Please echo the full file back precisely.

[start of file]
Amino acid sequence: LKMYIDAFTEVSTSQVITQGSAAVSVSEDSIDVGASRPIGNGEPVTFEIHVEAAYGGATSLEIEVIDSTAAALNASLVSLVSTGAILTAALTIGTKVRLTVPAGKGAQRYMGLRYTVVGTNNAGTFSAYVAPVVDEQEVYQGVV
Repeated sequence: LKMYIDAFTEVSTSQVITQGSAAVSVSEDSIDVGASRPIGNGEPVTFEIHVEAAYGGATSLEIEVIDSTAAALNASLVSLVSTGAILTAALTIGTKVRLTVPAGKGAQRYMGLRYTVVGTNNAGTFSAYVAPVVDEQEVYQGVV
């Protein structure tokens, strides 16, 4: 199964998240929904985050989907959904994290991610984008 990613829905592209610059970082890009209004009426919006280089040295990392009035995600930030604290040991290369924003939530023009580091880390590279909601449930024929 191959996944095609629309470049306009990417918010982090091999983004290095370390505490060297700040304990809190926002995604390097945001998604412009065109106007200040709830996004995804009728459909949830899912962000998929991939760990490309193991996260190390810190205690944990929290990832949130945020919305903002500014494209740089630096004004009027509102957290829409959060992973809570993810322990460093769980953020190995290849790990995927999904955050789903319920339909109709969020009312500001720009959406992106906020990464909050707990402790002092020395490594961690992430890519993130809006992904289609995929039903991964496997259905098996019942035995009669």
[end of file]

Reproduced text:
Amino acid sequence: LKMYIDAFTEVSTSQVITQGSAAVSVSEDSIDVGASRPIGNGEPVTFEIHVEAAYGGATSLEIEVIDSTAAALNASLVSLVSTGAILTAALTIGTKVRLTVPAGKGAQRYMGLRYTVVGTNNAGTFSAYVAPVVDEQEVYQGVV
Repeated sequence: LKMYIDAFTEVSTSQVITQGSAAVSVSEDSIDVGASRPIGNGEPVTFEIHVEAAYGGATSLEIEVIDSTAAALNASLVSLVSTGAILTAALTIGTKVRLTVPAGKGAQRYMGLRYTVVGTNNAGTFSAYVAPVVDEQEVYQGVV
């Protein structure tokens, strides 16, 4: 199964998240929904985050989907959904994290991610984008 990613829905592209610059970082890009209004009426919006280089040295990392009035995600930030604290040991290369924003939530023009580091880390590279909601449930024929 191959996944095609629309470049306009990417918010982090091999983004290095370390505490060297700040304990809190926002995604390097945001998604412009065109106007200040709830996004995804009728459909949830899912962000998929991939760990490309193991996260190390810190205690944990929290990832949130945020919305903002500014494209740089630096004004009027509102957290829409959060992973809570993810322990460093769980953020190995290849790990995927999904955050789903319920339909109709969020009312500001720009959406992106906020990464909050707990402790002092020395490594961690992430890519993130809006992904289609995929039903991964496997259905098996019942035995009669």